Rocket scientist and aerospace engineer Dava Newman designs space suits that could one day help astronauts walk around on Mars. On a stage at George Lucas’ Skywalker Ranch in sunny Marin County, California on Tuesday, Newman showed the attendees of Wired Magazine’s design conference her latest suit designs and engineering innovations for creating a pressurized planetary atmosphere inside a sleek-looking cat suit.
But Newman also showed the audience something much more personal and intimate. She co-presented with her partner Gui Trotti, an architect and industrial designer, whom she collaborates with on suit design and whom she called her “soul mate” (they’ve sailed around the world together). Newman and Trotti are that seemingly rare pair that inspires in each other great creativity and a shared vision.
However, while that creative duo isn’t always (or even very often) a romantic pair, creative pairs are actually much more common than we’ve come to believe in our society, which tends to laud the power of the lone creative genius. In a new book by author Joshua Wolf Shenk, called The Powers of Two, Shenk argues that the pair unit itself is actually the fundamental generator of creative work. It’s the union itself that helps elicit such creative productivity in many successful people, he says, and he lists dozens of examples of creative pairs (mostly not romantic) like John Lennon and Paul McCartney, Jerry Seinfeld and Larry David, and Marie and Pierre Curie.
In particular, some of the most creative and successful folks in Silicon Valley have seemed to have been part of creative duos and embraced this type of union — whether the partnerships are well publicized or not — Shenk pointed out. Steve Jobs first found a creative pairing with Steve Wosniak, and later Jony Ive. Google’s co-founders Larry Page and Sergey Brin are still thriving together. Facebook’s founder Mark Zuckerberg has a tight pairing with COO Sheryl Sandberg.
If you scratch a bit at the surface of Silicon Valley, the creative pair, as Shenk described it, is what can happen in the best “co-founders” out there, like Brin and Page. And even if both parts of the union aren’t officially co-founders, this type of creative synergy can be seen at the tops of companies, like at Tesla with Elon Musk and CTO JT Straubel, and at Musk’s other company SpaceX, with SpaceX President Gwynne Shotwell.
In Fast Company’s recent cover story on Nest CEO Tony Fadell (who will be speaking at our Roadmap design conference) the reporter ends the piece with a quote from Fadell on one big reason why he agreed to sell Nest to Google — he’s looking for a mentor in Google’s Page:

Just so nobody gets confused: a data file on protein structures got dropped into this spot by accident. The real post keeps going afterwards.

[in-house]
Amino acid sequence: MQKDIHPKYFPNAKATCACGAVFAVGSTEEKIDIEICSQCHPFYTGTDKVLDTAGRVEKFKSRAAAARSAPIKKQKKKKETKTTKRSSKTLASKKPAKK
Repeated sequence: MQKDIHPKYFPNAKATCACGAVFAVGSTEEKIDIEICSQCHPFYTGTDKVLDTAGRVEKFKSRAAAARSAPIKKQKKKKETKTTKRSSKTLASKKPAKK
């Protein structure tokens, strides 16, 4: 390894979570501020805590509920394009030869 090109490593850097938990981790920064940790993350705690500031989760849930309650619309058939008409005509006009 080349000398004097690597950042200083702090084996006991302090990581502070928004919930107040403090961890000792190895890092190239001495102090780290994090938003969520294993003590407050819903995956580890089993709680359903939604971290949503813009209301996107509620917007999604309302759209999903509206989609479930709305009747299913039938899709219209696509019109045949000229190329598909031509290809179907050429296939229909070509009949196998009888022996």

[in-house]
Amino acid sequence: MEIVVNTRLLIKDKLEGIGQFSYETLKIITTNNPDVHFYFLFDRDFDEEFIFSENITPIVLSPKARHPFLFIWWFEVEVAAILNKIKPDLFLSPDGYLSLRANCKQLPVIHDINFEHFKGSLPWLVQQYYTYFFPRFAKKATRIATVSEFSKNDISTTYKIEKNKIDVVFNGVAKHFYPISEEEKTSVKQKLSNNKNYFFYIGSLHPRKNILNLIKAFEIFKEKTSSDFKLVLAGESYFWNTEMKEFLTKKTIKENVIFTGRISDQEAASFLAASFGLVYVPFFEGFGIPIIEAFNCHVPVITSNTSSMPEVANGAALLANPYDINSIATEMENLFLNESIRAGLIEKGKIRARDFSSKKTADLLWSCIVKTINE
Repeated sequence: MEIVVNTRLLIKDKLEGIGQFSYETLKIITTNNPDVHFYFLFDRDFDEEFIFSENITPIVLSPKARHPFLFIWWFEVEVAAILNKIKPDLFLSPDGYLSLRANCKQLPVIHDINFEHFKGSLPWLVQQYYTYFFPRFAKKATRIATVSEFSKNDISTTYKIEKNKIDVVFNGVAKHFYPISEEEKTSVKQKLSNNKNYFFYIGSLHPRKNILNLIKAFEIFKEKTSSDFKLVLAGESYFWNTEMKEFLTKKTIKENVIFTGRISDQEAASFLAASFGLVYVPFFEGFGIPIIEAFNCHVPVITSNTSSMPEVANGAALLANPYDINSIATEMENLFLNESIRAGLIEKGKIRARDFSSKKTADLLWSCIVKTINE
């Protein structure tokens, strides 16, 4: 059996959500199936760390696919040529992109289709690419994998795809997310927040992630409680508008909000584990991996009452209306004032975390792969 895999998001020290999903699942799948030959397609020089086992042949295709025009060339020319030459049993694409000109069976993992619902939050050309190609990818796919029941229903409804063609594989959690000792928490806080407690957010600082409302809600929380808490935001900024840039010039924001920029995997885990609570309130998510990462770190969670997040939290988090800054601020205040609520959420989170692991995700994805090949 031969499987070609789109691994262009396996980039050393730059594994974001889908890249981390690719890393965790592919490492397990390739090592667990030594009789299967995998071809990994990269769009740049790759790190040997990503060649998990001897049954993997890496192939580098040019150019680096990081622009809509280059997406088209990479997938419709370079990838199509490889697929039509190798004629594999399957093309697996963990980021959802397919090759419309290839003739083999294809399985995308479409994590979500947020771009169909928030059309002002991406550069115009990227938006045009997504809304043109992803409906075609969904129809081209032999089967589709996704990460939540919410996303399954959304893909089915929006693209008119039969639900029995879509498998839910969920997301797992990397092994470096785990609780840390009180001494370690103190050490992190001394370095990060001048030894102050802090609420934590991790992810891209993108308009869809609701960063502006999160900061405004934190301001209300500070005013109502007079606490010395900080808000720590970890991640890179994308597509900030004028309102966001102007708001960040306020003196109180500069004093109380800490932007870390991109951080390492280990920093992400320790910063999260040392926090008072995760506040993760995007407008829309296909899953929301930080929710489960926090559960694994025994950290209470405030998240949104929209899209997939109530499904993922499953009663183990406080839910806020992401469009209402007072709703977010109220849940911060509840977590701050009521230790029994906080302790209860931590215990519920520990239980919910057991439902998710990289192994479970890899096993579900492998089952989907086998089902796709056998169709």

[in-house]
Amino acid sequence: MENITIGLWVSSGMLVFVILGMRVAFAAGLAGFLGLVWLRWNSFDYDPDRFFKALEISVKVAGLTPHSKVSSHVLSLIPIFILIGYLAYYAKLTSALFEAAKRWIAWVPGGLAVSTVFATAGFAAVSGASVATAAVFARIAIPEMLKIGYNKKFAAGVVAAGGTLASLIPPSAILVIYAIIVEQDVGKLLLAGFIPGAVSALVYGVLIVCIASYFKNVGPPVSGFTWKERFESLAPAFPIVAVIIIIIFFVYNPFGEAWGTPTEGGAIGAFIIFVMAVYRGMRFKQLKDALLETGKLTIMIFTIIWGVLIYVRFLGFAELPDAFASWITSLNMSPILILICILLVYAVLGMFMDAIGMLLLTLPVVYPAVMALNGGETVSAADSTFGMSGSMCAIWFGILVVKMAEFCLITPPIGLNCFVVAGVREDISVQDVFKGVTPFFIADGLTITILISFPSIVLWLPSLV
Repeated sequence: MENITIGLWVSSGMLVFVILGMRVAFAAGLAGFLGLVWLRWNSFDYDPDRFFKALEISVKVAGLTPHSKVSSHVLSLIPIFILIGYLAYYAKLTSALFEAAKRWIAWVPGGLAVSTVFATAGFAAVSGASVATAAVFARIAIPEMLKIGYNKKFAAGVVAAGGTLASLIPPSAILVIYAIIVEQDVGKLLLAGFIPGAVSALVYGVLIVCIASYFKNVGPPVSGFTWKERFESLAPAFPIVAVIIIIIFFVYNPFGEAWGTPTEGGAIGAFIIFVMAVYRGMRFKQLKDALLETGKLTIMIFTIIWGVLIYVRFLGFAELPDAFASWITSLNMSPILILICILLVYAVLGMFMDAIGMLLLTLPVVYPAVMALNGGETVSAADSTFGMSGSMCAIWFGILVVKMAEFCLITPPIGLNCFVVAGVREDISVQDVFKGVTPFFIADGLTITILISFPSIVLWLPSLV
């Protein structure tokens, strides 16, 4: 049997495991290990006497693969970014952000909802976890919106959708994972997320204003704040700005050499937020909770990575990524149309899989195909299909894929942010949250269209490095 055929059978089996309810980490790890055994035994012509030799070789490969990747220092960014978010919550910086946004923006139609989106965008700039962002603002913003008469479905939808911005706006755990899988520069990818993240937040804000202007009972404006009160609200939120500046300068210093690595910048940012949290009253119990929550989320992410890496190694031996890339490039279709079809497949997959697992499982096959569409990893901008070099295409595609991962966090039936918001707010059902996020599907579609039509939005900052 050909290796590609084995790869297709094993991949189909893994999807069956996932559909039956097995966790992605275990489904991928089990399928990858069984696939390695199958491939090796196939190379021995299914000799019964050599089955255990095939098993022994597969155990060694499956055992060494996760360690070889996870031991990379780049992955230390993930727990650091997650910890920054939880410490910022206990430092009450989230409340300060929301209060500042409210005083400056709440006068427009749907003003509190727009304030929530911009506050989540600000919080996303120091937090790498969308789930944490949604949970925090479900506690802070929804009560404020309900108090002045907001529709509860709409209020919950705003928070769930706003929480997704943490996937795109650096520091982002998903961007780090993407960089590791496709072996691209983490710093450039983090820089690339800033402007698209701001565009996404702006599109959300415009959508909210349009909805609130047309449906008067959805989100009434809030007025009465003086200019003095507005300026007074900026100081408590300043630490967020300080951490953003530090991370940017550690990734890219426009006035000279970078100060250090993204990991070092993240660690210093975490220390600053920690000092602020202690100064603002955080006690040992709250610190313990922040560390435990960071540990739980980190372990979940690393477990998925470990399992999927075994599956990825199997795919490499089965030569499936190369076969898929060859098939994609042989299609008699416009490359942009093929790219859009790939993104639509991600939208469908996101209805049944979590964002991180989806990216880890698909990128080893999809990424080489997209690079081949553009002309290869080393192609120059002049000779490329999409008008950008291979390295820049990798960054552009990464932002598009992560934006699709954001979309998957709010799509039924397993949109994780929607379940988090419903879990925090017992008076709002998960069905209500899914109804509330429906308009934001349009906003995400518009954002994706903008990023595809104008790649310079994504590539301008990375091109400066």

In an interview over coffee in the North Beach neighborhood of San Francisco last week, Shenk told me that “Silicon Valley gets it better than most.” Perhaps that’s because tech founders are often times developing something potentially disruptive (or even crazy) and they need the pair relationship to keep them grounded and to bounce ideas around. Or sometimes one part of the pair is so extreme and specific in his or her thinking that they have a deficit in other areas and are looking for a union to make up for what they lack. You know, the whole yin and yang thing.
Creative pairs will only become more important in Silicon Valley as the tech industry embraces design and as the value of technology products moves away from the infrastructure level and closer to how a user experiences the product. That’s the thesis behind our annual experience design conference Roadmap, which will take place on November 18th and 19th in San Francisco this year. We’ll feature creative talks from speakers like designer Yves Behar, Kleiner Perkin’s John Maeda, production designer KK Barrett (the movie Her and Where the Wild Things Are), Google’s VP of Design, Android, Matias Duarte, Adobe’s VP of Product Jeff Veen, and designer Elle Luna.
Creativity isn’t something that necessarily has always come naturally to the tech engineers that built the Valley off of chips, PCs, broadband networking and coding. But as this fundamental transformation occurs, creativity will become a core value to big tech companies and startups alike. Google and Apple know this and that’s why they’re in an arms race for designers.
But perhaps seeking out and cultivating creative pairs could do wonders for tech companies. Shenk has been exploring this and digging more into how companies can help foster these creative units.